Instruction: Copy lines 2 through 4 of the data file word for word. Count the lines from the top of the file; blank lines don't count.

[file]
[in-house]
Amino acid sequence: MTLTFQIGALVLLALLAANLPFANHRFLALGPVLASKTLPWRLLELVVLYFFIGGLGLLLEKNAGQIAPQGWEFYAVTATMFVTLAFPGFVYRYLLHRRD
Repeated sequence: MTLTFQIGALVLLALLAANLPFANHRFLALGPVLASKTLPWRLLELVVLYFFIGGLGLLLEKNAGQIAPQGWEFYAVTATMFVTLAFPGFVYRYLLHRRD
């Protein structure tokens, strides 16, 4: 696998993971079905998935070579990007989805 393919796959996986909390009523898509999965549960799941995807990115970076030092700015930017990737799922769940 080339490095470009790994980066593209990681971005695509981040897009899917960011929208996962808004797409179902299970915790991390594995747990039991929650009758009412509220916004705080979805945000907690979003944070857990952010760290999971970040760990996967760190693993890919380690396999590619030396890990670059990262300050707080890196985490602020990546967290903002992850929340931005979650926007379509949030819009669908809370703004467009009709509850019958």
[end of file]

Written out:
Amino acid sequence: MTLTFQIGALVLLALLAANLPFANHRFLALGPVLASKTLPWRLLELVVLYFFIGGLGLLLEKNAGQIAPQGWEFYAVTATMFVTLAFPGFVYRYLLHRRD
Repeated sequence: MTLTFQIGALVLLALLAANLPFANHRFLALGPVLASKTLPWRLLELVVLYFFIGGLGLLLEKNAGQIAPQGWEFYAVTATMFVTLAFPGFVYRYLLHRRD
């Protein structure tokens, strides 16, 4: 696998993971079905998935070579990007989805 393919796959996986909390009523898509999965549960799941995807990115970076030092700015930017990737799922769940 080339490095470009790994980066593209990681971005695509981040897009899917960011929208996962808004797409179902299970915790991390594995747990039991929650009758009412509220916004705080979805945000907690979003944070857990952010760290999971970040760990996967760190693993890919380690396999590619030396890990670059990262300050707080890196985490602020990546967290903002992850929340931005979650926007379509949030819009669908809370703004467009009709509850019958």